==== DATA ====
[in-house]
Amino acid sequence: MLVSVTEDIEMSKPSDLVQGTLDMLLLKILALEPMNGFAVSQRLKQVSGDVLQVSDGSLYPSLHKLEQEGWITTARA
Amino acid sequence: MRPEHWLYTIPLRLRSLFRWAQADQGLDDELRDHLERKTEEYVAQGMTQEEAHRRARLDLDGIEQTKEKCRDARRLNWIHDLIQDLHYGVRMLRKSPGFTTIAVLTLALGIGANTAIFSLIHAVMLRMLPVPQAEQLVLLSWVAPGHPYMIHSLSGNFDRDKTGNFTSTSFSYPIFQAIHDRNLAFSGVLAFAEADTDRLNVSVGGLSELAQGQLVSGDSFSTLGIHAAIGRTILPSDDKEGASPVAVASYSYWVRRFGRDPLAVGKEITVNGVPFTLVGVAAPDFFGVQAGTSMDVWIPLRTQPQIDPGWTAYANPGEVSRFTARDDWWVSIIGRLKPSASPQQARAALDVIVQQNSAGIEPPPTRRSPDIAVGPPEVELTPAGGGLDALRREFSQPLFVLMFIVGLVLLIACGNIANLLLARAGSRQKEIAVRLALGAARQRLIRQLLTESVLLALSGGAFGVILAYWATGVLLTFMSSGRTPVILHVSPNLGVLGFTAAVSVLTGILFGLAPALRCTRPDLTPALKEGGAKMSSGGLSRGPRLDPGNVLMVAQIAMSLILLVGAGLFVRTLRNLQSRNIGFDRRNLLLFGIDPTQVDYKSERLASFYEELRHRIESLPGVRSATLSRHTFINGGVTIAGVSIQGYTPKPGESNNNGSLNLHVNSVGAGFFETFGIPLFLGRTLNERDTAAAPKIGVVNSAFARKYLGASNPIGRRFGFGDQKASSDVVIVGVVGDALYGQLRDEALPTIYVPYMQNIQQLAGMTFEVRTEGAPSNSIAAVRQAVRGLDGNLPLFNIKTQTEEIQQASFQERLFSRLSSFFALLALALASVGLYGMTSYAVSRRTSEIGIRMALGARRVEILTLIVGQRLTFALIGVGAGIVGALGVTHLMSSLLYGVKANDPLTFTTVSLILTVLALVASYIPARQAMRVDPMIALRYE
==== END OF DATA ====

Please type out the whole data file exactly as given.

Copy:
[in-house]
Amino acid sequence: MLVSVTEDIEMSKPSDLVQGTLDMLLLKILALEPMNGFAVSQRLKQVSGDVLQVSDGSLYPSLHKLEQEGWITTARA
Amino acid sequence: MRPEHWLYTIPLRLRSLFRWAQADQGLDDELRDHLERKTEEYVAQGMTQEEAHRRARLDLDGIEQTKEKCRDARRLNWIHDLIQDLHYGVRMLRKSPGFTTIAVLTLALGIGANTAIFSLIHAVMLRMLPVPQAEQLVLLSWVAPGHPYMIHSLSGNFDRDKTGNFTSTSFSYPIFQAIHDRNLAFSGVLAFAEADTDRLNVSVGGLSELAQGQLVSGDSFSTLGIHAAIGRTILPSDDKEGASPVAVASYSYWVRRFGRDPLAVGKEITVNGVPFTLVGVAAPDFFGVQAGTSMDVWIPLRTQPQIDPGWTAYANPGEVSRFTARDDWWVSIIGRLKPSASPQQARAALDVIVQQNSAGIEPPPTRRSPDIAVGPPEVELTPAGGGLDALRREFSQPLFVLMFIVGLVLLIACGNIANLLLARAGSRQKEIAVRLALGAARQRLIRQLLTESVLLALSGGAFGVILAYWATGVLLTFMSSGRTPVILHVSPNLGVLGFTAAVSVLTGILFGLAPALRCTRPDLTPALKEGGAKMSSGGLSRGPRLDPGNVLMVAQIAMSLILLVGAGLFVRTLRNLQSRNIGFDRRNLLLFGIDPTQVDYKSERLASFYEELRHRIESLPGVRSATLSRHTFINGGVTIAGVSIQGYTPKPGESNNNGSLNLHVNSVGAGFFETFGIPLFLGRTLNERDTAAAPKIGVVNSAFARKYLGASNPIGRRFGFGDQKASSDVVIVGVVGDALYGQLRDEALPTIYVPYMQNIQQLAGMTFEVRTEGAPSNSIAAVRQAVRGLDGNLPLFNIKTQTEEIQQASFQERLFSRLSSFFALLALALASVGLYGMTSYAVSRRTSEIGIRMALGARRVEILTLIVGQRLTFALIGVGAGIVGALGVTHLMSSLLYGVKANDPLTFTTVSLILTVLALVASYIPARQAMRVDPMIALRYE